Ocean photo

Plenty of fish in the sea? Sure. But you won’t find any in the Atlantic Ocean’s newly discovered dead zones.

In a paper published in Biogeosciences, researchers describe pockets of low-oxygenated water traveling across the Atlantic Ocean. They found these so-called dead zones in 100-mile long eddies, giant whirlpool-like structures that form in the open ocean and that can spin for months at a time. Dead zones get their morbid nickname from their waters’ low levels of oxygen, which make it nearly impossible for any animal life to survive. Animals caught in these regions of the ocean face a simple choice: move, or die.

Dead zones usually form in shallow bodies of water without a lot of mixing. That means lakes and along coastlines during certain seasons. One of the largest dead zones in the world forms in the Gulf of Mexico every summer, fed by nutrient runoff from the Mississippi River Delta. There, the nutrients feed large algae blooms that are then devoured by microorganisms, creating large amounts of waste. Other microbes eat the growing piles of waste, using up oxygen in the water in the process.

The dead zones found by the researchers, however, formed in the middle of the Atlantic Ocean, where there is quite a bit of water sloshing around. So how did these low-oxygenated pockets get there? Essentially, the swirling movement of the eddy creates a wall around a central core of water. The water can’t escape, and quickly burns through its oxygen supply.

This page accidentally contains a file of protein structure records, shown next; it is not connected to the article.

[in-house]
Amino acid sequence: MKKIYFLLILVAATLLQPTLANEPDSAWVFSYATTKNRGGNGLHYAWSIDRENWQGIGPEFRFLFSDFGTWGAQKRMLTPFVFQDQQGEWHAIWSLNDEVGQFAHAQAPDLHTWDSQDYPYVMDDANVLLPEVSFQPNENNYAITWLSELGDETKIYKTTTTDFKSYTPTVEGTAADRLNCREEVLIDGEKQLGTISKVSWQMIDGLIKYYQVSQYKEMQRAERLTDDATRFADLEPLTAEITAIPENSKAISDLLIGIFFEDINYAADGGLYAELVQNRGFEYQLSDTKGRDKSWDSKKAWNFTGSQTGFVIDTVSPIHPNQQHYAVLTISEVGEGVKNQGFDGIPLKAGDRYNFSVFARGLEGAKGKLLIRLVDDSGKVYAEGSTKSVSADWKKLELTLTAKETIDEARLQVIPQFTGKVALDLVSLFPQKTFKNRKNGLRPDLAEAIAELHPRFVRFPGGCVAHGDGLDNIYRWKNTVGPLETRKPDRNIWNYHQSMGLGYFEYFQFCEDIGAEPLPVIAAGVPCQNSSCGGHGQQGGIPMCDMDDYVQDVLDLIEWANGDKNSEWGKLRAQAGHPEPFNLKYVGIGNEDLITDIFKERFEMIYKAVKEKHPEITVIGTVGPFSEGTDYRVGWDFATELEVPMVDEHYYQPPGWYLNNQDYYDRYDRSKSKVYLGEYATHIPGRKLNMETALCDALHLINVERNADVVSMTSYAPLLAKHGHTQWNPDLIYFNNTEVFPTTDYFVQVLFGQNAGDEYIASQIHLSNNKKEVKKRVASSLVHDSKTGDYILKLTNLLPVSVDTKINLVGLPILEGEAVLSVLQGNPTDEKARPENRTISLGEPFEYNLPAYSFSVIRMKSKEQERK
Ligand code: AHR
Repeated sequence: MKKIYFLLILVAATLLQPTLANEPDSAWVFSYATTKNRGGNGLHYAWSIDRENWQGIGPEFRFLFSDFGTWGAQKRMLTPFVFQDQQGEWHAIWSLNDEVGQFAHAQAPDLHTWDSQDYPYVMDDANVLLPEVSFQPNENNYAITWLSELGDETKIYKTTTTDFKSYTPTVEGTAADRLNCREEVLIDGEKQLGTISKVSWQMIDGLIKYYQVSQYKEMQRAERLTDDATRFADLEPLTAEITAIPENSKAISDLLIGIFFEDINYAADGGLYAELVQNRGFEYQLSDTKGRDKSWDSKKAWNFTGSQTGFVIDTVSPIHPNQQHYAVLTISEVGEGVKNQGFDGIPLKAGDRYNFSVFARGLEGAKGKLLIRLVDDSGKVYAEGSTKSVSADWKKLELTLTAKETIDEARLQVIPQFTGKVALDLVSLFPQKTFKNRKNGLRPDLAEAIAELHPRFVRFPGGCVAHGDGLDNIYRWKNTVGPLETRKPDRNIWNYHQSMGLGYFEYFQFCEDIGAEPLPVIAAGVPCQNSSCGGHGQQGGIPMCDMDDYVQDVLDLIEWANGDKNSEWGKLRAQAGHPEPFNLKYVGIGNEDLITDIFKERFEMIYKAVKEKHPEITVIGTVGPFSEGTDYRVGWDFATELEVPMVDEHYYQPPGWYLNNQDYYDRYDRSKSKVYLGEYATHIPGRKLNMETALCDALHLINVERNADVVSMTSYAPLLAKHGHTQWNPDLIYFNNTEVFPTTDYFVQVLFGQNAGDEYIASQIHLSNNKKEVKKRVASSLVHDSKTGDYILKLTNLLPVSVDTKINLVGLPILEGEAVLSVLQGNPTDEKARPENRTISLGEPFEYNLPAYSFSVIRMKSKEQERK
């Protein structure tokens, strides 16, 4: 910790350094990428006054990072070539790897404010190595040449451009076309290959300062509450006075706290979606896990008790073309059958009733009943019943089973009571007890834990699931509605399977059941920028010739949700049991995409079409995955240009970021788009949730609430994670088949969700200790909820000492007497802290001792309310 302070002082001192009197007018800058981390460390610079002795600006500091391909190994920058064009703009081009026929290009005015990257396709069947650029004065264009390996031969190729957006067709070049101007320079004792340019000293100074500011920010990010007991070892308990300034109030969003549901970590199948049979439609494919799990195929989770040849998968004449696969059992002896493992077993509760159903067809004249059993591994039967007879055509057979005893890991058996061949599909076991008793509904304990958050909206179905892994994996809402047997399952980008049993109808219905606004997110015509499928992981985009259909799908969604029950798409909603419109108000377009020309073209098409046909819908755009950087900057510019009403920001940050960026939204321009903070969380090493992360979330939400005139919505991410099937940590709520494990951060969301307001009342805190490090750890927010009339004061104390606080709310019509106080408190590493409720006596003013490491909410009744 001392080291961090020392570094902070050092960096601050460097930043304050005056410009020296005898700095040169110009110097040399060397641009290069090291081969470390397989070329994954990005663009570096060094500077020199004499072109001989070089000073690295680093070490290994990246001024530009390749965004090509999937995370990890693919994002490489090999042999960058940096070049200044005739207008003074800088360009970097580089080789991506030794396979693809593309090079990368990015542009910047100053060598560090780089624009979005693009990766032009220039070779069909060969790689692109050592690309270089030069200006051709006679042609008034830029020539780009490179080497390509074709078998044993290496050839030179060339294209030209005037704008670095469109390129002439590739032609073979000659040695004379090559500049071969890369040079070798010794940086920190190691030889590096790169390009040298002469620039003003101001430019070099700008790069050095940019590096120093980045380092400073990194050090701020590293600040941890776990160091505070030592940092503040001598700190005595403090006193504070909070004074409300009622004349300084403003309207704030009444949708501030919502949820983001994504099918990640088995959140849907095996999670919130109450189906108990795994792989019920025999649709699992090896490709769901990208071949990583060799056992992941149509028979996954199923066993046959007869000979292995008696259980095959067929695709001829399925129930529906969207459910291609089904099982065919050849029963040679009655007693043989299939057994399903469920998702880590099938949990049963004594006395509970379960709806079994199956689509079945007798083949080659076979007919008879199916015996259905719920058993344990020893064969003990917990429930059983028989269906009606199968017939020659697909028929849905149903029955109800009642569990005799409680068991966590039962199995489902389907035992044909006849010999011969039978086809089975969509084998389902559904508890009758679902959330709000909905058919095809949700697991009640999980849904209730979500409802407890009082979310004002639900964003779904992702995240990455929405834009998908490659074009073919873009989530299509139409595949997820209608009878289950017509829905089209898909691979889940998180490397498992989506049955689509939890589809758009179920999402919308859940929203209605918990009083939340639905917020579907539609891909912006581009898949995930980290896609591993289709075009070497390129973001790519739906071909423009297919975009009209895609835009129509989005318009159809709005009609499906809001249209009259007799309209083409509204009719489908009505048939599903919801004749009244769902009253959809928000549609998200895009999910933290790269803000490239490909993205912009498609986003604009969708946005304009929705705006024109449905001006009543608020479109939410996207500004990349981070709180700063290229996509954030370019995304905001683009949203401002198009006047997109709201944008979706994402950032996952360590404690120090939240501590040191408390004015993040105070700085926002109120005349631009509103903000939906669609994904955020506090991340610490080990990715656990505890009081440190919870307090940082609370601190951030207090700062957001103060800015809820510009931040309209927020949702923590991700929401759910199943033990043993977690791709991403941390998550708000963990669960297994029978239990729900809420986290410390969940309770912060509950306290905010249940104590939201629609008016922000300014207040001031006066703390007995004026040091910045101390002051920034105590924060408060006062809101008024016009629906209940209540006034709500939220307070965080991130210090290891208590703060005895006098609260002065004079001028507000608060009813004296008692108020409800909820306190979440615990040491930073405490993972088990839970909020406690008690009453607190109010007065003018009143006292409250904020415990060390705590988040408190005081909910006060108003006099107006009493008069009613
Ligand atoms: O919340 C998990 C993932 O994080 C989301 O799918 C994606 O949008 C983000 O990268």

“The fast rotation of the eddies makes it very difficult to exchange oxygen across the boundary between the rotating current and the surrounding ocean. Moreover, the circulation creates a very shallow layer – of a few tens of meters – on top of the swirling water that supports intense plant growth,” says author Johannes Karstensen. The plant layer functions like an algal bloom along the coast, eventually leading to lower levels of oxygen in the center of the eddy.

In some of the dead zones the researchers observed almost no oxygen in the samples of seawater they looked at. The maximum concentration they observed was 0.3 milliliters of oxygen per liter of seawater. Common knowledge in the research community before this study held that the minimum oxygen content in the waters of the North Atlantic was around 1 milliliter of dissolved oxygen per liter of seawater.

While sea life in the open ocean is definitely most affected by this new discovery, Karstensen anticipates that these moving dead zones could also affect people living in Cape Verde.

“Given that the few dead zones we observed propagated less than 100 kilometers north of the Cape Verde archipelago, it is not unlikely that an open-ocean dead zone will hit the islands at some point,” Karstensen said. “This could cause the coast to be flooded with low-oxygen water, which may put severe stress on the coastal ecosystems and may even provoke fish kills and the die-off of other marine life.”